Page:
You will see that the parameters are firstly passed to another method, called CustomiseXXX. This is the method which has been generated in a separate partial class file. You can put any code you like here to amend the parameter values so that you can vary the data. The generated code actually does nothing and leaves your parameter values intact. You can tie the customization methods into the data-driven testing feature to drive the parameter values from a spreadsheet or a database table.

Step 7: Configure the Service Client

The last step to getting a working unit test is to set up the test to connect to the WCF service. The code to make this happen is in the same partial class file that contains the customization methods. It contains the InitializeTest method which creates the service proxies for all the required services, but as it stands it does not have enough information. You need to add an app.config file to the Test project which contains the client configuration. Usually, the config file is just copied from the client program used to exercise the service. You can then modify InitializeTest to load the relevant configuration.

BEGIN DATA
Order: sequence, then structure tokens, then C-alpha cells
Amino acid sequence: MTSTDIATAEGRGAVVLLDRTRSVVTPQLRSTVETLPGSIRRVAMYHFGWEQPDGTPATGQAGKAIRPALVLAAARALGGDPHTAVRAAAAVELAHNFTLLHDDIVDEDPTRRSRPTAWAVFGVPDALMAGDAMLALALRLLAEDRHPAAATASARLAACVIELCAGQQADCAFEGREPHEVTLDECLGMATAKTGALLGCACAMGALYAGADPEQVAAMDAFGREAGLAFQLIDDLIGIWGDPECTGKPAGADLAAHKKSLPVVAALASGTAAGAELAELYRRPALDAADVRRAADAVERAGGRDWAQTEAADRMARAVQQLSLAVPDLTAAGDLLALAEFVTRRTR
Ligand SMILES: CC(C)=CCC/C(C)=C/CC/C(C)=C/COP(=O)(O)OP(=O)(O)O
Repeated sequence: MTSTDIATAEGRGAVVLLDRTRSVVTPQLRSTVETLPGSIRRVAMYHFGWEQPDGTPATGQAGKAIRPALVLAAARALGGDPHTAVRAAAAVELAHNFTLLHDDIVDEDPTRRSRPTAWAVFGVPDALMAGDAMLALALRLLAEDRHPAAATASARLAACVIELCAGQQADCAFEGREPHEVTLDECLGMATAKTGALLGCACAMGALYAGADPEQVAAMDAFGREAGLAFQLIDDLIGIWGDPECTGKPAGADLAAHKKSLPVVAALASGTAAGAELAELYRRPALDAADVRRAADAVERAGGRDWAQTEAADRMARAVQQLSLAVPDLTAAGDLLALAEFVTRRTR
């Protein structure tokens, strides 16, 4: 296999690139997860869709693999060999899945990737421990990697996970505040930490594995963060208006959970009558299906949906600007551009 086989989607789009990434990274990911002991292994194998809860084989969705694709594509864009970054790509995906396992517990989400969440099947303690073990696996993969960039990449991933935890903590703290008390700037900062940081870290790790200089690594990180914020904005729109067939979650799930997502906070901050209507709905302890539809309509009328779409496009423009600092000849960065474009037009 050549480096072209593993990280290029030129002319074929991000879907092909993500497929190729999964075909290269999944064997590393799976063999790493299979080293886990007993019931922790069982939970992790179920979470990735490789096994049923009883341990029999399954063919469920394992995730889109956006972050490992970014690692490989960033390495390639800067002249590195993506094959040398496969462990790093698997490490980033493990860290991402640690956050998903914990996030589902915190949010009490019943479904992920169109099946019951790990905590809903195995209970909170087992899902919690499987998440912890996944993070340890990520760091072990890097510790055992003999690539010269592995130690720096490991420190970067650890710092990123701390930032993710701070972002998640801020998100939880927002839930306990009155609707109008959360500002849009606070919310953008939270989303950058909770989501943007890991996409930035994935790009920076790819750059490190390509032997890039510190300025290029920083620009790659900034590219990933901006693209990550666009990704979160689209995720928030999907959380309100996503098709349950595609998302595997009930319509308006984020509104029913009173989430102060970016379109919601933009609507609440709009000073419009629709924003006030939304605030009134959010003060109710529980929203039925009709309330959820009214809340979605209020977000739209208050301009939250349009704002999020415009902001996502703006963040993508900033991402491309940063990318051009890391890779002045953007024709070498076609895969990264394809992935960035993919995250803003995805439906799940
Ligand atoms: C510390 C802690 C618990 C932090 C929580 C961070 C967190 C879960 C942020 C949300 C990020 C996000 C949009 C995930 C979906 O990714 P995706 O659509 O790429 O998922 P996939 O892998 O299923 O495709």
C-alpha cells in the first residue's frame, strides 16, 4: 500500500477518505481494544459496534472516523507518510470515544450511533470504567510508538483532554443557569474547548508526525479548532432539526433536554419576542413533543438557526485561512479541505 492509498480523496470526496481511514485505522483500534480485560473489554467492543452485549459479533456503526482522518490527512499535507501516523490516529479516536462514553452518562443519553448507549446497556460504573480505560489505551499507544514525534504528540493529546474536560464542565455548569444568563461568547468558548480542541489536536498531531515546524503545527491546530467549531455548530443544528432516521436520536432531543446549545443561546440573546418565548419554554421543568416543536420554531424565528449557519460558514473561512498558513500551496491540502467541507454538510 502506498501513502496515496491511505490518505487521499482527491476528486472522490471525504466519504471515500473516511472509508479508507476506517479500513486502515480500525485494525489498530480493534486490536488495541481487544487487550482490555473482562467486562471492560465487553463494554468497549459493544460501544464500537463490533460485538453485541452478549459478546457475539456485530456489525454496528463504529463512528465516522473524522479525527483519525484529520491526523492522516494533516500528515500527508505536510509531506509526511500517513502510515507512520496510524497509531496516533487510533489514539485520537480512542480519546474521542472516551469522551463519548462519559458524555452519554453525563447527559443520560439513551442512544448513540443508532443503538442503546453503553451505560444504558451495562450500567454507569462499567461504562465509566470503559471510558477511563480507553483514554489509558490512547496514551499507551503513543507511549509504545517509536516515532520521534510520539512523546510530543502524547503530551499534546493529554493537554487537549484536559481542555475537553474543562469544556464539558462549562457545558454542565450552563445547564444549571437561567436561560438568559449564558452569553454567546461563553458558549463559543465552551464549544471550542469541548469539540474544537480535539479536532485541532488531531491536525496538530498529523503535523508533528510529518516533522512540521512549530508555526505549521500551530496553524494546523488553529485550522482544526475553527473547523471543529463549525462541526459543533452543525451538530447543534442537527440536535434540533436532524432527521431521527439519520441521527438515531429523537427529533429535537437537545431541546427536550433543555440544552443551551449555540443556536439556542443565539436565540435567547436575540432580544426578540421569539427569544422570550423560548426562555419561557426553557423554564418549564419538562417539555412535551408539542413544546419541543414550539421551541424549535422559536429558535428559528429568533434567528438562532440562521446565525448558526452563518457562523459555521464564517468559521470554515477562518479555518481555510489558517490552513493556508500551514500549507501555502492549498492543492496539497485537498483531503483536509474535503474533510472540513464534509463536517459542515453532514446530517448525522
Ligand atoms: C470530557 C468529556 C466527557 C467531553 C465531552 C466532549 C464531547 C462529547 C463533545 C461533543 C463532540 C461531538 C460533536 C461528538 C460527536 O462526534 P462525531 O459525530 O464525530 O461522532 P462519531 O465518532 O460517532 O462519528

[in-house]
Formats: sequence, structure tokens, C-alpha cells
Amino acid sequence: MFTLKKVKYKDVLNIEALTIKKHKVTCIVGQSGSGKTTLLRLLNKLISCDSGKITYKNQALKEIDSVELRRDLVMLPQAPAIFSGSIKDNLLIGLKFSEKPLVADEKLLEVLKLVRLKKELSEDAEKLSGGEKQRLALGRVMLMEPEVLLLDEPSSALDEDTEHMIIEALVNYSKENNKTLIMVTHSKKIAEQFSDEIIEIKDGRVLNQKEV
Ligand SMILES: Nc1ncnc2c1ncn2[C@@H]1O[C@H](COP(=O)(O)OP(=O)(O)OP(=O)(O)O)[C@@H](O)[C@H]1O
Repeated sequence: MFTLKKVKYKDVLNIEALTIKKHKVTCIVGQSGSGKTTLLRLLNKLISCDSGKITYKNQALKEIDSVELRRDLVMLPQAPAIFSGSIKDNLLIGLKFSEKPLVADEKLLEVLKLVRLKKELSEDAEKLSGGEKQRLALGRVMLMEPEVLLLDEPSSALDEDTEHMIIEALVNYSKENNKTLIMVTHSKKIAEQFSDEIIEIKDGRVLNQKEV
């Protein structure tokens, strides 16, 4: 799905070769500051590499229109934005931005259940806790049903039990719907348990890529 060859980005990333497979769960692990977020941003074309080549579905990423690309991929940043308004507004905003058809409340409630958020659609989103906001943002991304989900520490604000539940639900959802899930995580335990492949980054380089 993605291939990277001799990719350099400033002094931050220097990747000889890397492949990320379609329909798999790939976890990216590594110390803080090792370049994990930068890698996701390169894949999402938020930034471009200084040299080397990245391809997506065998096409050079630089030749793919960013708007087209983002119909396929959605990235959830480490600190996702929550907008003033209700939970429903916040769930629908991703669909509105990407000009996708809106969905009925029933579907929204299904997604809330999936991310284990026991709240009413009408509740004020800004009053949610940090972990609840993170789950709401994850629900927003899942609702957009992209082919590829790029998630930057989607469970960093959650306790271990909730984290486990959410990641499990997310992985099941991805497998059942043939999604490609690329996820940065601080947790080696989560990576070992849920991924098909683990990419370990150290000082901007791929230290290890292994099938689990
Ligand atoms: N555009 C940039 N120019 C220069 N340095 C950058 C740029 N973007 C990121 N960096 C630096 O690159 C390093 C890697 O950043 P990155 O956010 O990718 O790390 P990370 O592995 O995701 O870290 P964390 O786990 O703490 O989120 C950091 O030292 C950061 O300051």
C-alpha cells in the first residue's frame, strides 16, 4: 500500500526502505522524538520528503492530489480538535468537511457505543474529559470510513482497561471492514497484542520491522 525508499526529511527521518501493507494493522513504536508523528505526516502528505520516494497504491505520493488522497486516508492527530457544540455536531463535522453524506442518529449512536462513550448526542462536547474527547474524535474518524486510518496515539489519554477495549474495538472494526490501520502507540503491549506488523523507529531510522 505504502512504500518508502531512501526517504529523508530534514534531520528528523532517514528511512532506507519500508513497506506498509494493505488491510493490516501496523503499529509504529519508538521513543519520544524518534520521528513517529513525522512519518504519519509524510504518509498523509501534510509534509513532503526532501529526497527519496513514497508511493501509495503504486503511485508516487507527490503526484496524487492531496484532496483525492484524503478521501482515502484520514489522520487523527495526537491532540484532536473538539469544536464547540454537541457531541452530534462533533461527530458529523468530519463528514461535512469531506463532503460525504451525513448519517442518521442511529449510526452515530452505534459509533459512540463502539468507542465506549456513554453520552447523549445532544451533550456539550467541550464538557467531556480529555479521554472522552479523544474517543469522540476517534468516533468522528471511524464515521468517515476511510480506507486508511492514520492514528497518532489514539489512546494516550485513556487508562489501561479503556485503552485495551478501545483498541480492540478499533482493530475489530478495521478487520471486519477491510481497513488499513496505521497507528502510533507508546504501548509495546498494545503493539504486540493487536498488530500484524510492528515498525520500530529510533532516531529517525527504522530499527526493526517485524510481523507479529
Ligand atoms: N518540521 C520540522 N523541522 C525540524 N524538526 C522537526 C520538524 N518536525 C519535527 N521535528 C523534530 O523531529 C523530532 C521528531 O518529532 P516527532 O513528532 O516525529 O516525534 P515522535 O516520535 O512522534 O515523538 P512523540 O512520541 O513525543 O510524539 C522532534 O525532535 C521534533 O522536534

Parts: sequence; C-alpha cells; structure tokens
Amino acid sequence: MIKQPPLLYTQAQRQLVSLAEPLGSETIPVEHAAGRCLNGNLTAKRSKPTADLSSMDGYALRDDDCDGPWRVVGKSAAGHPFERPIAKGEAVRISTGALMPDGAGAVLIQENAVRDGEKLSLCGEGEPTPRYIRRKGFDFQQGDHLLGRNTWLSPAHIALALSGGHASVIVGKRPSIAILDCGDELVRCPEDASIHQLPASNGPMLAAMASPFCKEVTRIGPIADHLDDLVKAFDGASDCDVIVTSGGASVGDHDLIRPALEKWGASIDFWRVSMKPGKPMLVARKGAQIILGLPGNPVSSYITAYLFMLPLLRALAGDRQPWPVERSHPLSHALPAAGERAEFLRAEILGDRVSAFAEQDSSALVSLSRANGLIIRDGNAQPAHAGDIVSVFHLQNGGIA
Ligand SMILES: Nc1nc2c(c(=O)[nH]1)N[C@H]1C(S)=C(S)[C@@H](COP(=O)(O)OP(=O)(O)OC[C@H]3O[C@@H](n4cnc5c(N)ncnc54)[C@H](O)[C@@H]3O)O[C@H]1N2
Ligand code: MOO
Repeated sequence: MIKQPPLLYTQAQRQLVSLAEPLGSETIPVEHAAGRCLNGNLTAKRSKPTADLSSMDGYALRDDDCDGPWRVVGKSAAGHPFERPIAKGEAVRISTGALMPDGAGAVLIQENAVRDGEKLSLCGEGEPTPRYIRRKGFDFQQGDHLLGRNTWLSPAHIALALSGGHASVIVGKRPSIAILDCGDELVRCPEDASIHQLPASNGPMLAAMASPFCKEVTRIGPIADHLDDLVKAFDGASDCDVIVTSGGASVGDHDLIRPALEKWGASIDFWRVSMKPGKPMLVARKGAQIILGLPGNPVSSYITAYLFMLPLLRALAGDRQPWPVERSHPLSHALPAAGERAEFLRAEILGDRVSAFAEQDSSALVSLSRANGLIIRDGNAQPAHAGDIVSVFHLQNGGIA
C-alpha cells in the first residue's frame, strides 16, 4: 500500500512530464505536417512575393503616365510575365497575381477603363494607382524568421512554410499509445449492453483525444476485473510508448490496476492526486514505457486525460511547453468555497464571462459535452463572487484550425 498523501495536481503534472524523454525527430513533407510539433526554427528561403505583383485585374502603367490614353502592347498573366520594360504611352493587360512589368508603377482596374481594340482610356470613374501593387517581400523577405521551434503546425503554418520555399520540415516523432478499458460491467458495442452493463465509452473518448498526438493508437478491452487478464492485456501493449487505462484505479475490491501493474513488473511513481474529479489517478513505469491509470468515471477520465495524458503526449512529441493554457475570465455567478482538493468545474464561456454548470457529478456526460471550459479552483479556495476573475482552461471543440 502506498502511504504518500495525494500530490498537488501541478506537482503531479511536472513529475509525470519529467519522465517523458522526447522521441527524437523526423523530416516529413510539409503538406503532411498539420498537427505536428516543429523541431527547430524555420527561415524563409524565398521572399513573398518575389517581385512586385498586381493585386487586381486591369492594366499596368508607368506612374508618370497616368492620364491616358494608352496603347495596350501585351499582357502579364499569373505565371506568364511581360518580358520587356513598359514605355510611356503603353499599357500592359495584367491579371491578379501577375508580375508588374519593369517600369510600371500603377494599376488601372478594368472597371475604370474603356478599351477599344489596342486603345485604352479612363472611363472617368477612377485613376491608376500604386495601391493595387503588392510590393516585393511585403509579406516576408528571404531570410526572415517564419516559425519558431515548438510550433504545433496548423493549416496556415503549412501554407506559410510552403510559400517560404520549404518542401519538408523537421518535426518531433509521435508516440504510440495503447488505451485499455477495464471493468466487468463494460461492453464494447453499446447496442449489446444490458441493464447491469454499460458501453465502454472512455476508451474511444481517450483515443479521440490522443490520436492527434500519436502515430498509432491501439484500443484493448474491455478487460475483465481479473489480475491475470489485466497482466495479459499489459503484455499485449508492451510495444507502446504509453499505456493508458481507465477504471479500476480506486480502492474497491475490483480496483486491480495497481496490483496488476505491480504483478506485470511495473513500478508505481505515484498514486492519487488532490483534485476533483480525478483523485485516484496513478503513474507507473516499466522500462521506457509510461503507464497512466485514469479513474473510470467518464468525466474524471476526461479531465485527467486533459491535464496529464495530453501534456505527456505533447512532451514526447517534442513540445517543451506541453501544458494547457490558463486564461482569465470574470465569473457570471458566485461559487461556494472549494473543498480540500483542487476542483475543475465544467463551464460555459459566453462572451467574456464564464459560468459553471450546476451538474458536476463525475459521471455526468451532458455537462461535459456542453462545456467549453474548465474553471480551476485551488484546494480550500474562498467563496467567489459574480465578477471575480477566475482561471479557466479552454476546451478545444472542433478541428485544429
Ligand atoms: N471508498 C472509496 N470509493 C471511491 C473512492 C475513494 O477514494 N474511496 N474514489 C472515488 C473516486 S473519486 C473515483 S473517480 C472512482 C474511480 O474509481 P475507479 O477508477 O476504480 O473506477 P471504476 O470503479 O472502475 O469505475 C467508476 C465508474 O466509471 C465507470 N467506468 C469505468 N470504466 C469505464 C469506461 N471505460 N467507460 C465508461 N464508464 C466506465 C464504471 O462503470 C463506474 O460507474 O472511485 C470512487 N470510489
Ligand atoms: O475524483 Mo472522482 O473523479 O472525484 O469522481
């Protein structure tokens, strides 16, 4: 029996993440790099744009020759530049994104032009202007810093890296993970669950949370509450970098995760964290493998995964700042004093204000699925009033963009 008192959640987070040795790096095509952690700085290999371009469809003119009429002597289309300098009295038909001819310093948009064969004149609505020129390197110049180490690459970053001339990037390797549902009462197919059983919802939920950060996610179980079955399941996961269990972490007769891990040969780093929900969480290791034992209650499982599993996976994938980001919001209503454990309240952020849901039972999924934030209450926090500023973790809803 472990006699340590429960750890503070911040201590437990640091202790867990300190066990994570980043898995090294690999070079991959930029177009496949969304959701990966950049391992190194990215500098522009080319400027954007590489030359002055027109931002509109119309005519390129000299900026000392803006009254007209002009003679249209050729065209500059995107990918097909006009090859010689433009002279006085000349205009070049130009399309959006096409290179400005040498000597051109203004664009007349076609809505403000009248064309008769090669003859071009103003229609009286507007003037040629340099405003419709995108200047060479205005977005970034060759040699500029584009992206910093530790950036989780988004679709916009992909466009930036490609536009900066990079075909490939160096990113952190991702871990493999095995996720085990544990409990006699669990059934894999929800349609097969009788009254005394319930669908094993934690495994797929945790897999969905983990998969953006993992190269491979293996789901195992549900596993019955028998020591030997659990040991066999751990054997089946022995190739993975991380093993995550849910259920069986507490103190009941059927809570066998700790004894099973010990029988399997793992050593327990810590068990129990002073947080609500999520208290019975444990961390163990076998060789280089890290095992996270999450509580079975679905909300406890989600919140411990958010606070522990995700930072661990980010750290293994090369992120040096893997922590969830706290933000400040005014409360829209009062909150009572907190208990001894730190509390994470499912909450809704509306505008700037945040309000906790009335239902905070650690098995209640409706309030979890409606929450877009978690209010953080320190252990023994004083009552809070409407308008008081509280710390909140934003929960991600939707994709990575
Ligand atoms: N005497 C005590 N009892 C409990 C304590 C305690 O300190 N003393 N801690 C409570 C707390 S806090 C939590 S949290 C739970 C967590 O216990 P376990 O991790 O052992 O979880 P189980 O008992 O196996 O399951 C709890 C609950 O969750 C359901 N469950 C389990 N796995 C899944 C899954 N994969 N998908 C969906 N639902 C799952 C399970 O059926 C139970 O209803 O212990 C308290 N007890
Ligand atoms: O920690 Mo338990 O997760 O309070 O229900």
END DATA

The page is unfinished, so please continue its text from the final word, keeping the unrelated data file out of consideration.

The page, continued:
Here is an example with the change (the addition of “Basic”). The name “Basic” refers to the endpoint configuration name in the app.config file:

[TestInitialize()]
public void InitializeTest()
{
System.Threading.Monitor.Enter(arithmeticProxyTable);
try
{
arithmeticProxyTable.TryGetValue(System.Threading.Thread.CurrentThread.ManagedThreadId, out arithmeticClient);
if (((arithmeticClient == null)
|| (((System.ServiceModel.ICommunicationObject)(arithmeticClient)).State == System.ServiceModel.CommunicationState.Faulted)))
{
// The following line may need to be customised to select the appropriate binding from the configuration file